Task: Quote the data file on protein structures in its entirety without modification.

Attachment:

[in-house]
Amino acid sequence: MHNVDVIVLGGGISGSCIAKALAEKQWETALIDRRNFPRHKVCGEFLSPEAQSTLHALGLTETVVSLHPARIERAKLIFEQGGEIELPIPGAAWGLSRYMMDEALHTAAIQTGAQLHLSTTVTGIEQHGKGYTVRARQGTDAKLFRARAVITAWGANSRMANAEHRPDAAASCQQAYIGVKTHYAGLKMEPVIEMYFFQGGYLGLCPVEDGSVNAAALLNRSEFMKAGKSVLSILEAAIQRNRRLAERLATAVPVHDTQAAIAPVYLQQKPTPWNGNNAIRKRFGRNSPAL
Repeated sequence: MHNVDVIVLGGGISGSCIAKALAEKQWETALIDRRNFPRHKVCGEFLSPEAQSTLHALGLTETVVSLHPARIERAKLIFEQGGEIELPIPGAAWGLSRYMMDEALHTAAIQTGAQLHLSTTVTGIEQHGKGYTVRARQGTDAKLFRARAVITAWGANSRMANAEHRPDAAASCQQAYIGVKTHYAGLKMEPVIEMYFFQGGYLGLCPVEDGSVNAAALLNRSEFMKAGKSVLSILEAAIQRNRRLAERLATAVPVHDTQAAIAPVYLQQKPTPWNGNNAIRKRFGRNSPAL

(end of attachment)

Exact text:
[in-house]
Amino acid sequence: MHNVDVIVLGGGISGSCIAKALAEKQWETALIDRRNFPRHKVCGEFLSPEAQSTLHALGLTETVVSLHPARIERAKLIFEQGGEIELPIPGAAWGLSRYMMDEALHTAAIQTGAQLHLSTTVTGIEQHGKGYTVRARQGTDAKLFRARAVITAWGANSRMANAEHRPDAAASCQQAYIGVKTHYAGLKMEPVIEMYFFQGGYLGLCPVEDGSVNAAALLNRSEFMKAGKSVLSILEAAIQRNRRLAERLATAVPVHDTQAAIAPVYLQQKPTPWNGNNAIRKRFGRNSPAL
Repeated sequence: MHNVDVIVLGGGISGSCIAKALAEKQWETALIDRRNFPRHKVCGEFLSPEAQSTLHALGLTETVVSLHPARIERAKLIFEQGGEIELPIPGAAWGLSRYMMDEALHTAAIQTGAQLHLSTTVTGIEQHGKGYTVRARQGTDAKLFRARAVITAWGANSRMANAEHRPDAAASCQQAYIGVKTHYAGLKMEPVIEMYFFQGGYLGLCPVEDGSVNAAALLNRSEFMKAGKSVLSILEAAIQRNRRLAERLATAVPVHDTQAAIAPVYLQQKPTPWNGNNAIRKRFGRNSPAL